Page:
What were five Homer teenagers doing awake at 5 a.m. on a Saturday morning you ask? Making their way to Lead On!, a conference hosted by Alaska Network on Domestic Violence and Sexual Assault in Anchorage to teach teenagers to find and project their voices to make a difference in their community.
Thanks to generous support of Enstar; Homer’s Jeans; Homer United Methodist Church and Sharon Whytal, Homer’s Zoe Story, Hailey Hughes, Jonas Noomah and Sierra Moskios of PHAT (Promoting Health Among Teens), and Lilli Johnson and Lauren Cardwell, each from Homer, attended Lead On! along with representatives from 26 other Alaska communities on Nov. 16-18.
More than 120 youth and adults turned out, not including the special guests Destiny Arts of Oakland, Calif., and Brave New Alaskan Voices (BNAV) from Anchorage. Destiny Arts uses performing arts as a tool for community transformation, trying to end isolation and violence among teens; BNAV focuses on empowering youth to find and use their voice using spoken word poetry.
The two guest groups along with 15 others gave a total of 26 presentations to teach teens tools for developing or improving their leadership skills. A big focus of this conference was spoken word: poetry written in order to be performed. Spoken word was taught as a coping skill for youth to identify and express their true feelings through art, and as a way to be a youth leader.
The Homer PHAT team was one of five youth presenters conducting a workshop on bullying and suicide prevention. The workshop included the 100-percent Homer-created short film “Break the Silence,” which highlights suicide warning signs, informs people how to be an ally to anyone experiencing suicidal thoughts and tells of local Homer resources.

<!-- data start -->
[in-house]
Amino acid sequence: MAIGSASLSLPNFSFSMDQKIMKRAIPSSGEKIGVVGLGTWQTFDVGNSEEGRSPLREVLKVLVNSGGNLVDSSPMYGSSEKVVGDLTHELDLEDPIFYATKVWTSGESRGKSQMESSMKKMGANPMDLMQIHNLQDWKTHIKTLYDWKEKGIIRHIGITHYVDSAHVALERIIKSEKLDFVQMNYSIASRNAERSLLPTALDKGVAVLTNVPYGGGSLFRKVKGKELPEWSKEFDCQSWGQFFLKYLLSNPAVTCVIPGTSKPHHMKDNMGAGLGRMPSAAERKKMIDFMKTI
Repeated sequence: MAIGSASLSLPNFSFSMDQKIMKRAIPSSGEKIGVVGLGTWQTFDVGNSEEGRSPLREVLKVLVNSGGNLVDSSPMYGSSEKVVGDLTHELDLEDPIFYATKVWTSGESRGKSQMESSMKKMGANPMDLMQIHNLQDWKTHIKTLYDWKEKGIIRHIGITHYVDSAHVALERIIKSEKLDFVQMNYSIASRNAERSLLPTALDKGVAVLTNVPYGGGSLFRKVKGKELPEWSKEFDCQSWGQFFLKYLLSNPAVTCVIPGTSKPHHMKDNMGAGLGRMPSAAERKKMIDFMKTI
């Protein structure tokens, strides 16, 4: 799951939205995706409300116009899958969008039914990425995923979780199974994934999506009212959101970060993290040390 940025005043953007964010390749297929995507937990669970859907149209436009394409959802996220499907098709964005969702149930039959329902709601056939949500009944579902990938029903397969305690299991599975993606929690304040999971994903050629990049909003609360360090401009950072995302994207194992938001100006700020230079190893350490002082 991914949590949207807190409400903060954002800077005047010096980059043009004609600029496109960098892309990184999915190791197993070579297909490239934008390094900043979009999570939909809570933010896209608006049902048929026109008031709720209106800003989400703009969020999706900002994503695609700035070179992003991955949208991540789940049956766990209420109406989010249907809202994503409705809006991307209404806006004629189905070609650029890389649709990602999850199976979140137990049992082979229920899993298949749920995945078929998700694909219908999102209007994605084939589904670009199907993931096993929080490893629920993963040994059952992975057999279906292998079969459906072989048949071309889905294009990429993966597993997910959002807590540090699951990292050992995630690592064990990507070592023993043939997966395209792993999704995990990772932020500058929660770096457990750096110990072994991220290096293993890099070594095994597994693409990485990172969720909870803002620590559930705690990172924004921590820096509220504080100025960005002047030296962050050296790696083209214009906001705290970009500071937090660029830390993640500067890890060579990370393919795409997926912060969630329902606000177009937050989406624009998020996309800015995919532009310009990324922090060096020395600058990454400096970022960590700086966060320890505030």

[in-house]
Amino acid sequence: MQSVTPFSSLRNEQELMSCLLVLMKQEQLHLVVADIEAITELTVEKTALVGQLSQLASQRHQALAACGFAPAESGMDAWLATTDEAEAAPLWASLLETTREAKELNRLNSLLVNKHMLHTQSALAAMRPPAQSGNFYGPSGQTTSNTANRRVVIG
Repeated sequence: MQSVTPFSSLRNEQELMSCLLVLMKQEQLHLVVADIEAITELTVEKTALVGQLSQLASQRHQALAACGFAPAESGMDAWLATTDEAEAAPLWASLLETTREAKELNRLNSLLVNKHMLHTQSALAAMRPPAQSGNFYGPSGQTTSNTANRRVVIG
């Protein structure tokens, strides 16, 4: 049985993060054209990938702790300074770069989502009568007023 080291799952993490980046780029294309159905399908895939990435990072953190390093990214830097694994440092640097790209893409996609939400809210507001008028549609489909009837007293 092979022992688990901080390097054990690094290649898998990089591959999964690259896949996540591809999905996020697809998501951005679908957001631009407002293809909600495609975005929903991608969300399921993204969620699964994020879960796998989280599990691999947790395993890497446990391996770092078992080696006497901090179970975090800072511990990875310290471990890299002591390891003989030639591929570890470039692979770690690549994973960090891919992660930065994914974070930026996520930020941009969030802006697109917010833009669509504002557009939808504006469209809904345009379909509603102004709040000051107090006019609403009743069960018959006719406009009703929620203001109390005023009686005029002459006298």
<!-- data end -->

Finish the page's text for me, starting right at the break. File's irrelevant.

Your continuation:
One theme at the conference was taking action. Three planning sessions were held for individual communities to brainstorm and select a problem to address in their hometowns
The Homer group identified a priority problem among teens as stress, anxiety, depression (SAD), and the negative coping skills associated with SAD, such as self-harm and substance abuse. Now the team will continue to plan, hoping to host multiple workshops on positive and productive coping skills through the arts. The end product will be an art show this spring that will include any and all participants’ performance or piece of art to display what they learned. Keep your eyes open for more information.
Another theme at the conference was pride in Alaska’s Native heritage and strengths in Alaska Native communities. The Alaska Native Heritage Center hosted one of the three days, including a workshop on Alaska Native games such as leg wrestling, high jump and the one-legged high jump. Lunchtime consisted of more than just food as teens and adults attempted to be equal in grace and agility to the youth instructor.
The conference opened with a performance by the Napaskiak dancers showing their passion and dedication for their Yup’ik culture through song and dance. Throughout the conference this group continued to perform, including not only cultural art, but also comedic art as they adapted traditional songs to modern subjects.
Lead On! is an annual event that Homer rediscovered this year after participating in 2009 and hopes to participate in for many years to come. Coach Free, an Anchorage poet from Brave New Alaskan Voices, said “every voice counts,” which is a valuable lesson that six Homer teenagers can now share with this community, Lead On! was definitely worth the 5 a.m. wake-up call.
Lauren Cardwell is an eighth-grade student and the media liaison for Homer Middle School.